Representing Europeans takes a fresh and quizzical look at the problems facing the European Union. Bringing decades of experience to bear on the deep, structural problems currently facing the EU, Richard Rose spells out why it can longer carry on with integration by stealth. Extraordinary challenges DL such as saving the Eurozone and maintaining the free movement of peoples DL w impose high-profile ecomic and political costs. These create huge political strains which EU institutions struggle to cope with. Rose shows the ways in which Europe's institutions do and do t represent its citizens, sometimes equally and sometimes unequally. This threatens worse crises of EU authority because people retain the power as national citizens to protest against their government making commitments in Brussels that they do t accept. The book's pragmatic approach rejects the assumption that more European integration is the solution for all of Europes problems. Likewise, it rejects UK withdrawal from the European Union because Britain cant stop the world and get off. Instead, it suggests a pragmatic approach that asks about proposals emanating from Brussels: What problem does it address? How will this policy work? What are its visible costs and benefits? Instead of 'one size fits all' policies being imposed on 27 diverse countries, Rose recommends that enhanced European cooperation should be based on coalitions of the willing. Moreover, the active use of pan-European referendums on major reforms can test popular commitment to EU treaties that permanently advance European integration. Both European federalists and diehard Eurosceptics will alternately agree and disagree with the argument of this book. But they cant igre the challenge it raises to pay more attention to the concerns of the half a billion Europeans whom they claim to represent. The paperback edition contains a substantial new Preface.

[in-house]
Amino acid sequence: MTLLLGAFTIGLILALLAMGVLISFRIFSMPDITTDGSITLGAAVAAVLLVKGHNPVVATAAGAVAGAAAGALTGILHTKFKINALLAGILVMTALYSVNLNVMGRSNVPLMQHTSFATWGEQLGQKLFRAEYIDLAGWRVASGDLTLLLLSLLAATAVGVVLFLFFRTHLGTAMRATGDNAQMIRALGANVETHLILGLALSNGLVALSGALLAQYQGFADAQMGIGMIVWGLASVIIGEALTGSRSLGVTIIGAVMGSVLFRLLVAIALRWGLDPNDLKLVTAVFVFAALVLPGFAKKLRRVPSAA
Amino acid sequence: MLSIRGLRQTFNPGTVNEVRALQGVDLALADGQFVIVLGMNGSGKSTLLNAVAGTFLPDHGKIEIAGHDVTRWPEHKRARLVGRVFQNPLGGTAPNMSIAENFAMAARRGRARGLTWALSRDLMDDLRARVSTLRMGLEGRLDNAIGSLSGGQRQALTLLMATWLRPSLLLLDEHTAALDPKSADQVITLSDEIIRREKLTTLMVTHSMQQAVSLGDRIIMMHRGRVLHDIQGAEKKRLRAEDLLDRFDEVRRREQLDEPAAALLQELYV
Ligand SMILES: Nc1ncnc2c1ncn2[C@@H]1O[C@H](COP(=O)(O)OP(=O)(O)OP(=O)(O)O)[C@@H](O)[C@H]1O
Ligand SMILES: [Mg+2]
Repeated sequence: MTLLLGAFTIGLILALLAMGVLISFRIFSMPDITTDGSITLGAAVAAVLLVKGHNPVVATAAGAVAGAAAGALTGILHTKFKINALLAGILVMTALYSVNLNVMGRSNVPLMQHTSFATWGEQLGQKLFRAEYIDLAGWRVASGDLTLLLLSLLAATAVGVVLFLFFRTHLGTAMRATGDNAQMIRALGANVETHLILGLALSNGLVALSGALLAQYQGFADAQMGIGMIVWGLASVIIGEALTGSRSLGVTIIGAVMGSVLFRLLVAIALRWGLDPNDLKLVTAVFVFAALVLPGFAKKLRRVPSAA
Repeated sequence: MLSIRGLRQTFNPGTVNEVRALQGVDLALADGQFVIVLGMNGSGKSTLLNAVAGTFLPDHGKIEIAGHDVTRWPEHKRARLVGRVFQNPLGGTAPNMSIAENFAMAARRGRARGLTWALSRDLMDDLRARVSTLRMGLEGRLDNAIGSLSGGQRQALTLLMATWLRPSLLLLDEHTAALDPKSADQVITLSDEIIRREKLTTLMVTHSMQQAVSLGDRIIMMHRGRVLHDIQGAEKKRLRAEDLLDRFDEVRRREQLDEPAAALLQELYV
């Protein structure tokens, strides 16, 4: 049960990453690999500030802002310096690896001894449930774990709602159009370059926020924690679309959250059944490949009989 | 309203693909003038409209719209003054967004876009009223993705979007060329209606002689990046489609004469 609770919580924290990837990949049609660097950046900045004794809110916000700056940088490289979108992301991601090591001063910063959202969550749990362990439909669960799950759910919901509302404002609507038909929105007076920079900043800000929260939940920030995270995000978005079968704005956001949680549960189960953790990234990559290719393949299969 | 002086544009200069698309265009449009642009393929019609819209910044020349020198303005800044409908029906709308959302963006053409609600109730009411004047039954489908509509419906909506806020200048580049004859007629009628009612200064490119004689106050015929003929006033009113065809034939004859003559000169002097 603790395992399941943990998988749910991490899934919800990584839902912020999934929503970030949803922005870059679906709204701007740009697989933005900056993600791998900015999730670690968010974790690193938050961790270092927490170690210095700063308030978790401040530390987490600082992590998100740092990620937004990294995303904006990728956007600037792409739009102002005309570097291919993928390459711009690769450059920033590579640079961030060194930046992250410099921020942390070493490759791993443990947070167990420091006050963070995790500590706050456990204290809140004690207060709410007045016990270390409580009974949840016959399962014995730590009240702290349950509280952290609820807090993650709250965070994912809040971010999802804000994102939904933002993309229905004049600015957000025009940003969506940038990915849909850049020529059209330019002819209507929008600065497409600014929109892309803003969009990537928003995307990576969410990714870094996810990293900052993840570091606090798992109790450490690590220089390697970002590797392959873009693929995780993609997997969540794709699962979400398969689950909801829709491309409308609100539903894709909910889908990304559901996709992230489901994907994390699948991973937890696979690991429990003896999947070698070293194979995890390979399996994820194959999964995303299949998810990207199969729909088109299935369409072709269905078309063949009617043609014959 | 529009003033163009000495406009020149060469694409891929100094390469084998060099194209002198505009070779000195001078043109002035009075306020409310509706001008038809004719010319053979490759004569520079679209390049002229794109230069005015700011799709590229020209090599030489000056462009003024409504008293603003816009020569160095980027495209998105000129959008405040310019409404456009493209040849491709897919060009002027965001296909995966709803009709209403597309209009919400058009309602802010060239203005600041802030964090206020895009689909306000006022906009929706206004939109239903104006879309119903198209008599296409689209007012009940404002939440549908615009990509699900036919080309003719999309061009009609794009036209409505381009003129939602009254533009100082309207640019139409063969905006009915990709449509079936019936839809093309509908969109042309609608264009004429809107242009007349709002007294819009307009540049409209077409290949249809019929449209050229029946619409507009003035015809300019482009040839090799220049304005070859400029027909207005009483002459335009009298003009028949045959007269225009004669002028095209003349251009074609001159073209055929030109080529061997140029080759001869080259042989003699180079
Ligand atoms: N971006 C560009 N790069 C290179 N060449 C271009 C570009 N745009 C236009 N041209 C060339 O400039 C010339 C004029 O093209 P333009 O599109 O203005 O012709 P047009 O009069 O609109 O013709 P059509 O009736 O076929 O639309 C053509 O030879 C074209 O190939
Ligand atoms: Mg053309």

Richard Rose has lectured in 25 of the 27 member states of the European Union. He is Director of the Centre for the Study of Public Policy at the University of Strathclyde, Glasgow and part-time Professor at the European University Institute, Florence. Scholarly publications have earned him major scholarly honours from European and American institutions. Clarity in expressing ideas has resulted in contributions to print and television media from Moscow to Washington, and translations into 17 languages. He is co-founder of the European Consortium for Political Research and holder of its lifetime achievement award. He is Professor of Politics at the University of Strathclyde, Glasgow.